I was met with hostility and blame in the midst of what was left of my life crashing down on me and our children. An aunt said ” I hope you can live with yourself now, he had an illness” the day of the viewing(which I did not want, but respected the wishes of his father). His dad accused me of taking away all of his hope and his sister and her 15 year old daughter berated me with texts, emails and phone calls.

      I blamed myself. I accepted the blame for four months until intense counselling and support from my family and friends, made me realize the illness took him. I finally blocked them off everything and now they accuse me of keeping his child from them(we have two children, but my youngest is biologically his). I have guilt, yes, thier relationship with her has nothing to do with me but for now she is an innocent child and I do not trust them not to manipulate her or tell her lies. It breaks my heart, but for now, until she is old enough to have and understand personal boundaries, I have set strict limits to telelphone and FaceTime contact only. Or to big family functions(cousins still remain supportive and we r close).

      It kills me. And still today I have to battle the thoughts I have about his choice being my fault.

      At first I didn’t respond, and ignored the letters and messages, and told them I wouldn’t speak with them if they continued to voice the blame they felt for me. The continued crossing of boundaries gave me no other option. Disengaging completely has been difficult, but necessary for my own healing and mental health.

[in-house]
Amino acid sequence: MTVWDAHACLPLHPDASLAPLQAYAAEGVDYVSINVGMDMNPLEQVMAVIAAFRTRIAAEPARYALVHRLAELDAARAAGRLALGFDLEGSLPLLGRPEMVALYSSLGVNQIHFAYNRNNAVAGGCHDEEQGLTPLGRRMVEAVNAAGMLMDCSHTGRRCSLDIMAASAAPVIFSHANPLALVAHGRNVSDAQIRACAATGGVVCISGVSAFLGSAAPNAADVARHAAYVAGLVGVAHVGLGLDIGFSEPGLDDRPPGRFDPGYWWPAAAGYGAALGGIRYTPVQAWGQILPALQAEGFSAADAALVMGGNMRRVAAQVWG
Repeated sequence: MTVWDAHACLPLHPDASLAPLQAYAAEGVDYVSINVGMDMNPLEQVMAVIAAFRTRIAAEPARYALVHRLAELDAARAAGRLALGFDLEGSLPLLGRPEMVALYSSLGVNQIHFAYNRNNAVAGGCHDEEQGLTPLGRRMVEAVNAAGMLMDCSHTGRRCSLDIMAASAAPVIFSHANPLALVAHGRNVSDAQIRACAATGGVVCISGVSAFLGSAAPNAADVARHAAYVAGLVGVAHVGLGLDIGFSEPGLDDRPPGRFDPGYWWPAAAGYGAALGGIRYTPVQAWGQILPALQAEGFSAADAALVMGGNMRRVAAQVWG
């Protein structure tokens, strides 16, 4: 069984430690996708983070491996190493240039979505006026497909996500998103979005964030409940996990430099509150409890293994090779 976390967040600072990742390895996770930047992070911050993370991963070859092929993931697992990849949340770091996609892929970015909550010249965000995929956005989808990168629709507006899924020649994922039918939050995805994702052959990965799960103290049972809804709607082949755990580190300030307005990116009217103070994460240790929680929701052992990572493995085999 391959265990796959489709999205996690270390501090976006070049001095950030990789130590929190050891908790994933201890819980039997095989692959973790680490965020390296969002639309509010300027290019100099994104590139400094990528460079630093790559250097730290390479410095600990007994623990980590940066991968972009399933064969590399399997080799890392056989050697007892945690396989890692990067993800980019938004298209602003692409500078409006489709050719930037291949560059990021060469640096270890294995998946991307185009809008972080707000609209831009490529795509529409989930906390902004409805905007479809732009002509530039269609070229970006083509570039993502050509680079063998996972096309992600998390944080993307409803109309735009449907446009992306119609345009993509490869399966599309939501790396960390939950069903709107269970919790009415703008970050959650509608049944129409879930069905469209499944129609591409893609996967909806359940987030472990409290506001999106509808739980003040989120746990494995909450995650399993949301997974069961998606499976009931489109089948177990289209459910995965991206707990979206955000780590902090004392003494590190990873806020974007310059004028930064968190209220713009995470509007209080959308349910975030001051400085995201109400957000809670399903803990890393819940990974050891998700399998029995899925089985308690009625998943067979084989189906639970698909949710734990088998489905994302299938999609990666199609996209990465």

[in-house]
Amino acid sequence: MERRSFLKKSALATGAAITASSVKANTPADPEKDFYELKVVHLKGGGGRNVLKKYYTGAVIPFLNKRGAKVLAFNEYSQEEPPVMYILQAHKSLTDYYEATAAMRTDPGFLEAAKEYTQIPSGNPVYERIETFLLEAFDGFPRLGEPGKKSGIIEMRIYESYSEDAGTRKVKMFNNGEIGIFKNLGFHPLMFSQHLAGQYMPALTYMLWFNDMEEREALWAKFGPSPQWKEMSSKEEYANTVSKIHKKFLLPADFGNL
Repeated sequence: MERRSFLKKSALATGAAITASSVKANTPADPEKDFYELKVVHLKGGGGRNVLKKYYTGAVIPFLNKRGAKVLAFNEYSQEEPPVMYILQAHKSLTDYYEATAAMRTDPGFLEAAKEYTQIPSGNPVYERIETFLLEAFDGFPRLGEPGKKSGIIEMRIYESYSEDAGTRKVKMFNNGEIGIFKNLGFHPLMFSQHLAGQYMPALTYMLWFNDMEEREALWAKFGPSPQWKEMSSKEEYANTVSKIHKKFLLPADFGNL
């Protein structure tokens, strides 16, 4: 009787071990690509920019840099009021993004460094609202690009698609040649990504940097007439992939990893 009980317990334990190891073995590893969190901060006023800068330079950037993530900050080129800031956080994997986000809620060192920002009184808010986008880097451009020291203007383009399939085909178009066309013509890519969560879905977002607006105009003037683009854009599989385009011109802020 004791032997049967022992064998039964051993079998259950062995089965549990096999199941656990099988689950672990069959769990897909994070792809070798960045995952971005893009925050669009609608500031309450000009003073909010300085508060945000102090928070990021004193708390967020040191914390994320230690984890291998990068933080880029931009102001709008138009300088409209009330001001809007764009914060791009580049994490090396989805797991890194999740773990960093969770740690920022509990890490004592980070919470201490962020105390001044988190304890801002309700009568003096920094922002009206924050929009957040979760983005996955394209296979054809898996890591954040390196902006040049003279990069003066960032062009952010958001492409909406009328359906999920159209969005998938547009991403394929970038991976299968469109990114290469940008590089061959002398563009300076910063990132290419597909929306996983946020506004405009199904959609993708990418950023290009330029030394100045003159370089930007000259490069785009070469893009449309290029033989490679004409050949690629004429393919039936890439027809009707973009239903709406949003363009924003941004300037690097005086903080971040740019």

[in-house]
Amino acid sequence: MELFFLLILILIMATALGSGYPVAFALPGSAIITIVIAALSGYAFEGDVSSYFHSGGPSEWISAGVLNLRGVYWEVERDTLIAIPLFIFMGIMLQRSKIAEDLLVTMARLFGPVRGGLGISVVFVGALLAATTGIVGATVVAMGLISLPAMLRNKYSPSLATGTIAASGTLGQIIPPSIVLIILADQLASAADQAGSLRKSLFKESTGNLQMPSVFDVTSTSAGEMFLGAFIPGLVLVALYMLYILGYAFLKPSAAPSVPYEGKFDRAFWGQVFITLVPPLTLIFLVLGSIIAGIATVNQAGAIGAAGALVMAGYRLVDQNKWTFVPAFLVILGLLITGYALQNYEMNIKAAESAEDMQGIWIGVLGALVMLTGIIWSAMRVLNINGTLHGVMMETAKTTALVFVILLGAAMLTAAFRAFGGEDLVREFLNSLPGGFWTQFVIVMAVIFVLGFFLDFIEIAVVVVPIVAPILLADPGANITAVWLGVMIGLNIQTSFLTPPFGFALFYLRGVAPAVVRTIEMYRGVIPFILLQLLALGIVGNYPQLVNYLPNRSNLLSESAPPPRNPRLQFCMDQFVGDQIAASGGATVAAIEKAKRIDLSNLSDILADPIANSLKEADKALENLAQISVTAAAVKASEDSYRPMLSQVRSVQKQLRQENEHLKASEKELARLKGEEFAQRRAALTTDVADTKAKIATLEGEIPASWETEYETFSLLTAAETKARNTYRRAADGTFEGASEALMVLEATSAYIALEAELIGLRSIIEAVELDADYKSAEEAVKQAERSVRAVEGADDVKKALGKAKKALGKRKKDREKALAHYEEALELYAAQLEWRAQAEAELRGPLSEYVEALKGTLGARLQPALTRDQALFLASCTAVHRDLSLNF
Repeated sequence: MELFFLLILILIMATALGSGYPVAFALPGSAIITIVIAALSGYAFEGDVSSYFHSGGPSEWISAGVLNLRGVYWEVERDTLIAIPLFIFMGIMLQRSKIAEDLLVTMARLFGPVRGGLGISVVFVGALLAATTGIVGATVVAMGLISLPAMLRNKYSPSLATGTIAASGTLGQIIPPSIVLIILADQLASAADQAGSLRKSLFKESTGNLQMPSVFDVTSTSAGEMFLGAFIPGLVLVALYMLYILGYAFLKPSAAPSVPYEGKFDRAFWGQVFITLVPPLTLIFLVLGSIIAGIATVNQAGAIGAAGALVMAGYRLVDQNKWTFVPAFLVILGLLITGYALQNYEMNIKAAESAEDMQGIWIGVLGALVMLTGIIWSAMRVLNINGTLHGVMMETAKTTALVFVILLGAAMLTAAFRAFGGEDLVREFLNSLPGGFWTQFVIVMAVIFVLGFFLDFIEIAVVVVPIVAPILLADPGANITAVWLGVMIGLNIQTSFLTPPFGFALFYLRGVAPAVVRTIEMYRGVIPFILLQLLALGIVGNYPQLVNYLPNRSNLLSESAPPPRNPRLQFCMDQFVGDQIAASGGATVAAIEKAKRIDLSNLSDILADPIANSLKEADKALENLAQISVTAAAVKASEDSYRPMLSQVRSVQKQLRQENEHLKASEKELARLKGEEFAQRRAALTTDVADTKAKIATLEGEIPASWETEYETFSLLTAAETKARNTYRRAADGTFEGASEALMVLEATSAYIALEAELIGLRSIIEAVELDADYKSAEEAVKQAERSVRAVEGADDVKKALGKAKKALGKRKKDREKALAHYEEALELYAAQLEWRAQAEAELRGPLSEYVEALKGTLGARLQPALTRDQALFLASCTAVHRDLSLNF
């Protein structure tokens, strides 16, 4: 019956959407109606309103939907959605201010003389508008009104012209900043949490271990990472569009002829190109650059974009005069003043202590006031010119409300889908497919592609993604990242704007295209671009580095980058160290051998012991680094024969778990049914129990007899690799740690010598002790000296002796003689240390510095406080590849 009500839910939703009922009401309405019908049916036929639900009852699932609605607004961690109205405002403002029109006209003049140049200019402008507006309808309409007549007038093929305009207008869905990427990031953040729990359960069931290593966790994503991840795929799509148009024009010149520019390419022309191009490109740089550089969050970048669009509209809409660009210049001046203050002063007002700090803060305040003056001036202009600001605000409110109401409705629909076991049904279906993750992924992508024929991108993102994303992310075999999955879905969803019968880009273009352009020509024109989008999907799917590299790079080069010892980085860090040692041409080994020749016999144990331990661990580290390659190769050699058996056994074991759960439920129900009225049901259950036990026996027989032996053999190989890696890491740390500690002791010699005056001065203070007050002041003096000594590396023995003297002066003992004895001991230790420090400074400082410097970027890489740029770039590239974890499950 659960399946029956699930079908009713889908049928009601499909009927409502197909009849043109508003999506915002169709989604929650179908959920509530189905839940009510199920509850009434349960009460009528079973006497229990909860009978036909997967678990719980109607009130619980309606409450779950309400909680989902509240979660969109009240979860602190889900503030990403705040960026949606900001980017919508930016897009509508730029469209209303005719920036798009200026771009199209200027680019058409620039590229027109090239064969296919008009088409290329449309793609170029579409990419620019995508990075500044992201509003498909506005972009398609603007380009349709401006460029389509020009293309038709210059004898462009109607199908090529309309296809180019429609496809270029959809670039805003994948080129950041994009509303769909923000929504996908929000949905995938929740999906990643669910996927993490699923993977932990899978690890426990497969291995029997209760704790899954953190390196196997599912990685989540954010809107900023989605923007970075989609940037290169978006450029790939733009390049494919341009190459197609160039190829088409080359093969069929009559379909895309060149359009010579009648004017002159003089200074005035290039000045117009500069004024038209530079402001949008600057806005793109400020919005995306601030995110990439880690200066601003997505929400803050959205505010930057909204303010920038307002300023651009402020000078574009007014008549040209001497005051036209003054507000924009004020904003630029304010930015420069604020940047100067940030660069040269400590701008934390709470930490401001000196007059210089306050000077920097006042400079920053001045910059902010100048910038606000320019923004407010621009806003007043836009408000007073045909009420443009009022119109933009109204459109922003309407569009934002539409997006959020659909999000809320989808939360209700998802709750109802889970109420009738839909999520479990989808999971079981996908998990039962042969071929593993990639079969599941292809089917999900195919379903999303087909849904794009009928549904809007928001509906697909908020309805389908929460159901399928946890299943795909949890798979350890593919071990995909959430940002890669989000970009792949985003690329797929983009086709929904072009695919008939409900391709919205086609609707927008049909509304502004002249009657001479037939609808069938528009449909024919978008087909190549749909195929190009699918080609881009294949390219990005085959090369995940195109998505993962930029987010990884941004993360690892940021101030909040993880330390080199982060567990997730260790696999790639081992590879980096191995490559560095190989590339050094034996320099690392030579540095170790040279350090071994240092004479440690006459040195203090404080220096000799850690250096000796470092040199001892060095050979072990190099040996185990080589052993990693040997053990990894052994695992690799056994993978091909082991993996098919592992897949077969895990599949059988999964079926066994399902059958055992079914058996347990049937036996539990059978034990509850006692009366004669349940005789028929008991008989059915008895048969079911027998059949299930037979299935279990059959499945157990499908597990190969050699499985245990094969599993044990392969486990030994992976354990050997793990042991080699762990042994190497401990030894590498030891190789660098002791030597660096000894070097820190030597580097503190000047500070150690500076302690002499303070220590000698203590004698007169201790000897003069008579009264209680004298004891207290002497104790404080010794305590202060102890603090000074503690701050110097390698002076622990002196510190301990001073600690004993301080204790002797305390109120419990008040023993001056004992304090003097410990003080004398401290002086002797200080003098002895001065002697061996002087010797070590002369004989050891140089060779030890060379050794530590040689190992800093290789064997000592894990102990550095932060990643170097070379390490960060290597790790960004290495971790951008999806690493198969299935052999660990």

This kind of behaviour and discharging of hurt makes an already complicated grief worse. I’m sorry we’ve all been here. Much ❤️

  3. Anon
    April 28, 2017 at 10:35 am

    Grieving the death of a loved one by Suicide, on top of having to sort through your already present guilt, and the blame put on you by others is horrific. It’s a burden no one should have to bare.

    My husband died by Suicide almost a year ago. I’ve had to give myself permission to disengage completely from certain family because of their blame, and hurtful words. I was getting physically ill, and mentally I
    Couldn’t tolerate it anymore. I was already blaming myself so I accepted the responsibility initially and then defended my actions-but with help from my counsellor, my family, his cousins, and my best friends, I am working to accept the decisions I made at the time were in the best interest of our children. He had bipolar disorder 1 and had been in manic and mixed psychosis for months prior to his pummel into depression. He still suffered from psychosis in depression but it was more hidden. I lived with and loved this man for 12 years; I knew him and his symptoms of his illness better than anyone. He was no longer in control of himself when he quit taking his medications.